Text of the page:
In the US, Assange is charged with possession and dissemination of classified information. If found guilty, he could receive up to 175 years in prison. The journalist has been in Washington’s crosshairs for more than a decade, after WikiLeaks published a video showing the US military attacking journalists and civilians in Iraq in July 2007.

Assange’s treatment at the hands of UK authorities and other parties involved in his imprisonment was condemned by UN Special Rapporteur on Torture Nils Melzer in October. According to Melzer, the WikiLeaks co-founder has been subjected to “psychological torture” and his right to due process has been “systematically violated.”

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Roger Waters performs in London at rally in support of Julian Assange

London, September 3 (RHC)-- Rock ’n’ Roll legend and former front-man of Pink Floyd Roger Waters performed Monday one of his hit songs ‘Wish You Were Here’ outside the United Kingdom’s Interior Ministry in London during a rally in solidarity with WikiLeaks co-founder Julian Assange.

The British activist is a long-standing supporter of Assange and WikiLeaks and staunch opponent of the United States imperialistic practices, publicly criticizing the unilateral sanctions against Venezuela, the lawfare strategy and jailing of Brazilian former president Lula da Silva, and challenging far-right leaders around the world. 

After playing the iconic song, during Monday’s support demonstration, Gabriel Shipton, Assange’s brother detailed that after visiting Assange, he could see that “Julian is emaciated and not in tip-top order or health... he is suffering anxiety.  He is still in fighting spirits, but his well-being is declining rapidly.”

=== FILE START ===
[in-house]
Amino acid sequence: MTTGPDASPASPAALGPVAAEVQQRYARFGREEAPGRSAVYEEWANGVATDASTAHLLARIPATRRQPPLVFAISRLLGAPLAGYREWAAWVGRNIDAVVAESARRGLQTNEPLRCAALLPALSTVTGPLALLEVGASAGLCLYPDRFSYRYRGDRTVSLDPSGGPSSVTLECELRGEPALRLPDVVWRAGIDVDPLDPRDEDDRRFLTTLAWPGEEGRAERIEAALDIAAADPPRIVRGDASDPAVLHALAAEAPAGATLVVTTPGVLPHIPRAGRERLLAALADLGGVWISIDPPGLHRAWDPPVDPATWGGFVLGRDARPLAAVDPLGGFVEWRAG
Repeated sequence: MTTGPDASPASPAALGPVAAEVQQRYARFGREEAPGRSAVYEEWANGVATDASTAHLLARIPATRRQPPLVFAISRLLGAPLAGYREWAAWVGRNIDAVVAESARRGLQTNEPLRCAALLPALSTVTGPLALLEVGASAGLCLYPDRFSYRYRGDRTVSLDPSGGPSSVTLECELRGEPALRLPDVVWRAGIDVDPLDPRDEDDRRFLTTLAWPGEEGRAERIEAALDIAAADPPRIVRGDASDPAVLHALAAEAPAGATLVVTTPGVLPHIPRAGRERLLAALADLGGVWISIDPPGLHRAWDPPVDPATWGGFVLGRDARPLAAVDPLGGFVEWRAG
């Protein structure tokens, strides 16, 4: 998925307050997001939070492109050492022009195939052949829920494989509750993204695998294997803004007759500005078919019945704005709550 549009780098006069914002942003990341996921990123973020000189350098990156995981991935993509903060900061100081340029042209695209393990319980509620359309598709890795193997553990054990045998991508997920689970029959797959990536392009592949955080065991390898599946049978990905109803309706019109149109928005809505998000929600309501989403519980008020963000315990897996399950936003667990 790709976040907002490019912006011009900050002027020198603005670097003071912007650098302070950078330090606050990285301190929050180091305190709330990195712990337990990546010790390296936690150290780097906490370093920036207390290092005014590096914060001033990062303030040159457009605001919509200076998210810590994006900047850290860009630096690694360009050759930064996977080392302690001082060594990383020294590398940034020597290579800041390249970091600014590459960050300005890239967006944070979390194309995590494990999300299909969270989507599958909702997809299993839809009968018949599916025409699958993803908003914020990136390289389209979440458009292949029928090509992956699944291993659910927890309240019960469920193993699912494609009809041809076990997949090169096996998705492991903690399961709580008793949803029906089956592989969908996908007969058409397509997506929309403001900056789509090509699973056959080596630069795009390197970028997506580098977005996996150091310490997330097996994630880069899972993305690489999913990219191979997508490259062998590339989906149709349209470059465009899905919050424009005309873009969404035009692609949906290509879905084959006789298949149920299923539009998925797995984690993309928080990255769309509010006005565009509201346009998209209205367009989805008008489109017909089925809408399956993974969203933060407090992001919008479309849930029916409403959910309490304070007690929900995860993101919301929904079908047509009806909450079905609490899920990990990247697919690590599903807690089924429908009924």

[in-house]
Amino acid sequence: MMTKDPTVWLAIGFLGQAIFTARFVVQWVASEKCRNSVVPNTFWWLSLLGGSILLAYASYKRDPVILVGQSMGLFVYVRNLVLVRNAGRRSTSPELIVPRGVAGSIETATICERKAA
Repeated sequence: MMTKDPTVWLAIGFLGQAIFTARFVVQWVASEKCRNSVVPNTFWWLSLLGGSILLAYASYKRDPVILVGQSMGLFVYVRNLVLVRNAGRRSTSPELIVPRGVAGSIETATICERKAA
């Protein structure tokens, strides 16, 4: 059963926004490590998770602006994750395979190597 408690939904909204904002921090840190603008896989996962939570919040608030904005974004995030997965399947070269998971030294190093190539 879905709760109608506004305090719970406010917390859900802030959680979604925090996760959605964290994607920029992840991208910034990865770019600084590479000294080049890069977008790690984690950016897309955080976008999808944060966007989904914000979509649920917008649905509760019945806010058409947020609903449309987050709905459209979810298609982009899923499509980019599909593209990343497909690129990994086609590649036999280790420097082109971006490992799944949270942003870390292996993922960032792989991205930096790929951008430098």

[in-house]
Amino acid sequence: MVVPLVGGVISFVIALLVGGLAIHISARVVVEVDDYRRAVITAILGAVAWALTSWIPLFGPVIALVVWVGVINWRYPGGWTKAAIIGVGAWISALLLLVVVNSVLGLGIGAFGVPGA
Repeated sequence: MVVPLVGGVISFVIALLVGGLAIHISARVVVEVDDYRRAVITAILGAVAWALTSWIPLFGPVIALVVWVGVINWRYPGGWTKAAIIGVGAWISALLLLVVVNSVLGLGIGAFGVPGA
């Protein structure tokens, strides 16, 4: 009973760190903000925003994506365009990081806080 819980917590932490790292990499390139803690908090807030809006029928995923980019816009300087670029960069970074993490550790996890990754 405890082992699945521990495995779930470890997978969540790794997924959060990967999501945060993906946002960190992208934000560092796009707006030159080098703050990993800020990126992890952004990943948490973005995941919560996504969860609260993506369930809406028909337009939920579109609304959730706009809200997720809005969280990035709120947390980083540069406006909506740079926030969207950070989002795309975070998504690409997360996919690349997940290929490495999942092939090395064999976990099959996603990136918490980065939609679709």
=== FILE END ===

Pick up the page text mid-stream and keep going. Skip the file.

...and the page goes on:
Despite Julian Assange formally denying his consent to an extradition request before the Westminster Court of Magistrates in London, he now faces a full U.S. extradition hearing in February 2020. 

"I do not wish to surrender for extradition.  I'm a journalist winning many, many awards and protecting many people," said Assange who testified by video conference from the Belmarsh maximum-security prison, where he is imprisoned after having been condemned by another British court to 50 weeks of jail for violating his conditional freedom in 2012.

The U.S. Justice Department has mounted 18 charges in total against him, with accusations of conspiring with former Army intelligence analyst Chelsea Manning to gain access to a government computer as part of a 2010 leak by WikiLeaks of hundreds of thousands of U.S. military reports about the wars in Afghanistan, Iraq and American diplomatic communications.

As Assange continues imprisoned in Belmarsh his physiological and health condition, many denounce, has worsened.  Investigative journalist John Pilger said Julian Assange’s “psychological torture is unabated,” shortly after speaking to the Wikileaks founder last week. 

“I spoke to Julian Assange at the weekend.  His psychological torture is unabated.  He remains isolated in his small cell, mostly 23 hours a day, denied proper exercise.  He has lost more weight. Although 'approved', phone calls to his parents are still not possible,” Pilger tweeted.

Campaigners for Julian Assange’s freedom are not the only ones with serious concerns about the way Assange has been treated.  In May, U.N. rapporteur Nils Melzer visited Assange in prison and said that “physically there were ailments but that side of things are being addressed by the prison health service and there was nothing urgent or dangerous in that way.  What was worrying was the psychological side and his constant anxiety.”  
 

Edited by Ed Newman
  • Published in Culture

‘Rubbish!’: Correa blasts CNN for claim that Assange made embassy into ‘command post for meddling’